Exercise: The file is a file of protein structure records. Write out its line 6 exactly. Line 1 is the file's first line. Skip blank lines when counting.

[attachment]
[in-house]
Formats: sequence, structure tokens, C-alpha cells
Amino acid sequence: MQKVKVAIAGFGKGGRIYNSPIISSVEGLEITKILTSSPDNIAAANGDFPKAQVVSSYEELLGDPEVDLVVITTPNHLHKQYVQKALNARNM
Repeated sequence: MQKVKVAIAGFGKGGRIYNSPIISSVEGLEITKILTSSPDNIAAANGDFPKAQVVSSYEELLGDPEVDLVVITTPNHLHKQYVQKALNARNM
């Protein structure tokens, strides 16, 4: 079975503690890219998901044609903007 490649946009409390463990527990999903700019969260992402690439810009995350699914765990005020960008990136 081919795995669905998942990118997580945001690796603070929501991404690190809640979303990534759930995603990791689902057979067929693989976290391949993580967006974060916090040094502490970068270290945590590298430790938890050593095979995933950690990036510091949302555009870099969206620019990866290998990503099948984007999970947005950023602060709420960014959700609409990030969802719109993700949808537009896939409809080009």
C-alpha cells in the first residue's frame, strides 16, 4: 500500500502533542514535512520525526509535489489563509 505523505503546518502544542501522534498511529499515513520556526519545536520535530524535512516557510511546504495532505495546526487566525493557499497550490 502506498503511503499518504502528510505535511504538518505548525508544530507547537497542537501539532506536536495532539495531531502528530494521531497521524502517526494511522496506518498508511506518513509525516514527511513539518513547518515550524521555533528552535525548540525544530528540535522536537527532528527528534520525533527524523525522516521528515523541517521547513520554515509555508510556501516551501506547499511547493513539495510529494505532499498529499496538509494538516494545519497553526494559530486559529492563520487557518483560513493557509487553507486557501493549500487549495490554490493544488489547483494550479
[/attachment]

C-alpha cells in the first residue's frame, strides 16, 4: 500500500502533542514535512520525526509535489489563509 505523505503546518502544542501522534498511529499515513520556526519545536520535530524535512516557510511546504495532505495546526487566525493557499497550490 502506498503511503499518504502528510505535511504538518505548525508544530507547537497542537501539532506536536495532539495531531502528530494521531497521524502517526494511522496506518498508511506518513509525516514527511513539518513547518515550524521555533528552535525548540525544530528540535522536537527532528527528534520525533527524523525522516521528515523541517521547513520554515509555508510556501516551501506547499511547493513539495510529494505532499498529499496538509494538516494545519497553526494559530486559529492563520487557518483560513493557509487553507486557501493549500487549495490554490493544488489547483494550479